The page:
In about 6 months from today, on December 12 2013, one of the greatest biking expeditions this jubilee year will be kicking-off from Nairobi as a team of 15 seasoned bikers embark on an arduous 10,000 KM ride through 6 border crossings and 4 African nations to raise funds for a high school scholarship fund.
The destination of this amazing journey will be the fabled ancient city of the Pharaohs; the land of the great pyramids itself – Cairo, Egypt.
The tour christened the Jubilee Ride 2013, has a special affinity to the number 50. The ride, which will be kicking-off on the day Kenya turns 50, will be a 50-day return trip to raise funds to support 50 needy students through High School. How about that – perfect synchrony.
The ride will be flagged-off on Jamhuri Day as part of the national Jubilee Celebrations and will come to an end on 31st January 2014. The riders will have to endure a tough terrain of gravel, stones and sand as they traverse the dry lands of Marsabit, home of the Marsabit National Park where the famous Elephant, Ahmed, protected by a presidential decree freely roamed. They will then enter southern Ethiopia via the Kenyan border town of Moyale.
The team will then ride through the picturesque landscapes of Alba Minch to the spectacular Omo Valley with a population of over 200,000 of some of the most fascinating tribes in Africa and indeed the world, including the Arbore, Ari, Bena, Bodi, Bumi, Daasanech, Dorze, Hamar, Karo, Konso, Kwegu, Mursi, Tsemay and even the Turkana, who call this amazing place home.
The riders will go through the legendary city of Aksum where it is believed the Ark of the Covenant rests today. History also records Aksum (or Axum) to be the possible home of the biblical Queen of Sheba.
The city is famous for its giant Obelisks constructed 1,700 years ago to mark the tombs of emperors and nobles. The most famous of them all is the 24-feet tall Obelisk of Aksum that weighs a whopping 160 tonnes.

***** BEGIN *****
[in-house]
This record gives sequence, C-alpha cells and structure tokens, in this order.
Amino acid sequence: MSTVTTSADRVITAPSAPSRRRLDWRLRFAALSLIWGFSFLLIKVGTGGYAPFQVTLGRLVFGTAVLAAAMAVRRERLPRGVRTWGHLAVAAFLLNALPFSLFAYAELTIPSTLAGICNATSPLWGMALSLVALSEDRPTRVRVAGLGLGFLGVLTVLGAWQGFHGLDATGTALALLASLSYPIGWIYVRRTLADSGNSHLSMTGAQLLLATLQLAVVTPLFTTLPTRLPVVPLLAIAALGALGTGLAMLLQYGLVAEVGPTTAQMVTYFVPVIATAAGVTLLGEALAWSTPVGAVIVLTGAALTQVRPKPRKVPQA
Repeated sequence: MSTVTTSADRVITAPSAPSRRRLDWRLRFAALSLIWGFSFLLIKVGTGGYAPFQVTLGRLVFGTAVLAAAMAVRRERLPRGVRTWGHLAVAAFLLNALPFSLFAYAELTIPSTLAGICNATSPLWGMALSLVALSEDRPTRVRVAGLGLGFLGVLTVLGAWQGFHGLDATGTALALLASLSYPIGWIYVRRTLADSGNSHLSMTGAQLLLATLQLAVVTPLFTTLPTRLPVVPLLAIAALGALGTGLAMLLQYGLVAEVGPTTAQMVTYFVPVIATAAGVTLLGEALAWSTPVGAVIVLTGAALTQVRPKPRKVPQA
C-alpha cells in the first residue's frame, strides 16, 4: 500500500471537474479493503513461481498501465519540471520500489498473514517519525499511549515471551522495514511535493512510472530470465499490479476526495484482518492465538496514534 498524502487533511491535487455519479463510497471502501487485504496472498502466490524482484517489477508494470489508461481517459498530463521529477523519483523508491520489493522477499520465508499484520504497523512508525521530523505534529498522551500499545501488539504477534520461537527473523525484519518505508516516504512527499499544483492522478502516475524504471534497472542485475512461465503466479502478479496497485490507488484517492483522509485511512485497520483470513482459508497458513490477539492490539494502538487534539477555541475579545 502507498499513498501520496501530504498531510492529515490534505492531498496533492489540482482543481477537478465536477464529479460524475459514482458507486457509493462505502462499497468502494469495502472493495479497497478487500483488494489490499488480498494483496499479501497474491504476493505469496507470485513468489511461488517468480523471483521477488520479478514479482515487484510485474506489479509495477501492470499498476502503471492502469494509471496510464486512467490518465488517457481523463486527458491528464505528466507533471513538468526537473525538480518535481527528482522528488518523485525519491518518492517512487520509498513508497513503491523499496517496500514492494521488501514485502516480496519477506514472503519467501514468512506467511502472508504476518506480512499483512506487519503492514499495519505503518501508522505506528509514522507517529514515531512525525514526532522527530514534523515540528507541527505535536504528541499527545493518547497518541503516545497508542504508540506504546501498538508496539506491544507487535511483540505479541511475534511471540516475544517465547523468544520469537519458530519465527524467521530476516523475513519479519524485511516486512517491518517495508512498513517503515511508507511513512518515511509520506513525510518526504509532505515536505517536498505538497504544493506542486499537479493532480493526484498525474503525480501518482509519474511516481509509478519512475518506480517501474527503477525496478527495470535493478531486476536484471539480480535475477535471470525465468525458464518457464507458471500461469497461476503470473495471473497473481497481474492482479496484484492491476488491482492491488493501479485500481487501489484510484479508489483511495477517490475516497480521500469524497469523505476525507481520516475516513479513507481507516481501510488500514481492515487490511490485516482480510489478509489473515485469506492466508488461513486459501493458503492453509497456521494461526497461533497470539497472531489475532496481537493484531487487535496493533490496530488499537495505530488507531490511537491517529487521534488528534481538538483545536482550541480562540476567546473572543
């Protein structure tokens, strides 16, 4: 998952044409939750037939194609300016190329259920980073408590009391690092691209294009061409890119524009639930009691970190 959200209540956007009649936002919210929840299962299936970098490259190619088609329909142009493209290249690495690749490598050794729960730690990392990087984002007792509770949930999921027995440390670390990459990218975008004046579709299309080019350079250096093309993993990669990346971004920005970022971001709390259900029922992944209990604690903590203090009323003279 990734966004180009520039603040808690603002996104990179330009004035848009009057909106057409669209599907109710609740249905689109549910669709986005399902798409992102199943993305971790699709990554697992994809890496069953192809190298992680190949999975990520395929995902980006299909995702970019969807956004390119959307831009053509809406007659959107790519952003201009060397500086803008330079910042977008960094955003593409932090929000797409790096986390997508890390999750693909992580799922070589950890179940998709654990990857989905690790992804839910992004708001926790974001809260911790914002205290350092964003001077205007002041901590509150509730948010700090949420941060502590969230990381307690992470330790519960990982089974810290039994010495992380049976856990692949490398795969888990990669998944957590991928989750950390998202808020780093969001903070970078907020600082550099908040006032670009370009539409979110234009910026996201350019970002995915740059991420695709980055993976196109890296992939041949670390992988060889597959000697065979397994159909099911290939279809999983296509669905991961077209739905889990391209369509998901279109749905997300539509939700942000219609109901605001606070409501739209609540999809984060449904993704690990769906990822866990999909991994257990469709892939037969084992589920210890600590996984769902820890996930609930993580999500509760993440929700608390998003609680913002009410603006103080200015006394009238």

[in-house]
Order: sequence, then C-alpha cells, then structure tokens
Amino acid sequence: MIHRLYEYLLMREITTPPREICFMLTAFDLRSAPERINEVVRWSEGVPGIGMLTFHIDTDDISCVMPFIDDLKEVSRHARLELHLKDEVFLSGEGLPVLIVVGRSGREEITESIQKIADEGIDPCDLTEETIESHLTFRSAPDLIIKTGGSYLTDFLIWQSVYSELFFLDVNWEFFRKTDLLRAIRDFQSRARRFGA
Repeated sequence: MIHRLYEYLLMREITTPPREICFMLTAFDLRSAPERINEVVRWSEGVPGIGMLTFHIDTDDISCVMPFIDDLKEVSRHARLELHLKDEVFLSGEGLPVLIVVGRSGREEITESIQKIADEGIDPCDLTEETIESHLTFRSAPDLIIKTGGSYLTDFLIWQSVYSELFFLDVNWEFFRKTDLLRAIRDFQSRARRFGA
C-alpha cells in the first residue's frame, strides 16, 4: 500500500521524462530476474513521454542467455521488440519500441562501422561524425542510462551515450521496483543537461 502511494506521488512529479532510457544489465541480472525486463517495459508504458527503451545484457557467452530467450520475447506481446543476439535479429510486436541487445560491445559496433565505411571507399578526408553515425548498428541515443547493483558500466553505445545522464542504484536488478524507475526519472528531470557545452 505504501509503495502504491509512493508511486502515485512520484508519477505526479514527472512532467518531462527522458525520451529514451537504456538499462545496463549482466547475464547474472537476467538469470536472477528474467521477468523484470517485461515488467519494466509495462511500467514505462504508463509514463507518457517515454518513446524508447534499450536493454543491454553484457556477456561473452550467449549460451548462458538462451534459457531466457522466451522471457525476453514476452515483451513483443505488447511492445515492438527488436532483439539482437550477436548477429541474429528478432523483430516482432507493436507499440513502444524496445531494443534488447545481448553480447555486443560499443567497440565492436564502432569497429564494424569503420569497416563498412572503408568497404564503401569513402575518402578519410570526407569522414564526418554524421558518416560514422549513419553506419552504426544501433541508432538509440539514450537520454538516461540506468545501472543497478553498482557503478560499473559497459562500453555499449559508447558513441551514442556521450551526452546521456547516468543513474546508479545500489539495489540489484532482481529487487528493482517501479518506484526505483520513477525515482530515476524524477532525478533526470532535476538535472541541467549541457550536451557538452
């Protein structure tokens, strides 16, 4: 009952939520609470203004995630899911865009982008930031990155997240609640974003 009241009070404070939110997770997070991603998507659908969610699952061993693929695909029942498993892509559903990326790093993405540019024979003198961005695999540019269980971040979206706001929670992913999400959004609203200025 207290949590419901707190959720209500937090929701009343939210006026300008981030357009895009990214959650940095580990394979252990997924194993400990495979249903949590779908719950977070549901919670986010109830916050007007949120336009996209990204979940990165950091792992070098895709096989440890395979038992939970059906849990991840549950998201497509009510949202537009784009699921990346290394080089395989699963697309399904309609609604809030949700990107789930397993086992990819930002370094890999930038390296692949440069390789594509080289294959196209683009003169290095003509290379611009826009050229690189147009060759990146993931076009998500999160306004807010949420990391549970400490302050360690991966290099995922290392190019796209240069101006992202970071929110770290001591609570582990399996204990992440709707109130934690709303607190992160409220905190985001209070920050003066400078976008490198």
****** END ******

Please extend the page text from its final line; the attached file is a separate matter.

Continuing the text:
The team will then exit Ethiopia through the border town of Metemma to enter Khartoum in northern Sudan through the border village of Gallabat in the town of Gedaref which, in Arabic, literally means ‘he who has finished selling or buying should leave’.
The story of the origin of the name began at the Market of Abu Sin where nomads would come to exchange their commercial commodities with the indigenous people and towards the evening, as the sun began to set, a herald would call at the people asking everyone who had finished his deal to leave so that the market could be closed in time.
The bikers will then proceed on through the ancient city of Meroe, famous for its Nubian Pyramids, before entering the inhospitable 400,000 KM2 Nubian Desert in the eastern region of the Sahara Desert.
They will ride through the small coastal town of Wadi Halfa to exit Sudan, probably, through the controversy-ridden border town of Halayeb and into the final leg of their journey in Egypt.
Wadi Halfa is well-known for its numerous ancient Nubian antiquities. It was was once the focus of much archaeological work by teams seeking to save artefacts from the flooding caused by the completion of the Aswan Dam.
The final leg will take the riders through the ancient Egyptian city of Luxor regarded by many as the world’s greatest open-air museum. The ruins of the city of Luxor are a major tourist attraction in Egypt today. Millions come to see the ruins of the temple complexes at Karnak and Luxor.
Luxor is also believed to be the site of the old Greek city of Thebes locally known as Waset. Waset was once the capital of Egypt during part of the 11th Dynasty and most part of the 18th Dynasty.
The 18th Dynasty, also known as Dynasty XVIII, produced Egypt’s most famous Pharaohs such as Tutankhamun, Hatshepsut, the longest-reigning queen-Pharaoh and of course the ‘heretic Pharaoh’, Akhenaten with his queen wife, Nefertiti.
By the end of this monumental Kenyan expedition, the team hopes to have raised KES 15 million to see 50 students complete high school. The expedition is an initiative of The Nairobi Chapel through their Social Justice ministry. If you are interested in sponsoring this event you can get more details here. We shall keep you posted as the ride takes shape.
Just a quick update on the unfolding events of the much awaited Jubilee ride 2013 – due to the political unrest in Egypt, the ride was re-routed southwards with the final destination now being South Africa. This change means that the riders would now have to ride through 13 African countries for more than 15,000 KM through the cities of Dar es salaam (Tanzania) , Lilongwe (Malawi), Maputo (Mozambique), Manzini (Swaziland) and finally Capetown (South Africa).
The route back from Cape town will be through Gaborone (Botswana), Windhoek (Namibia), Harare (Zimbabwe), Lusaka (Zambia), Bujumbura (Burundi), Kigali (Rwanda), Kampala (Uganda) and finally back to Nairobi on 30th January 2014. We wish them all the best.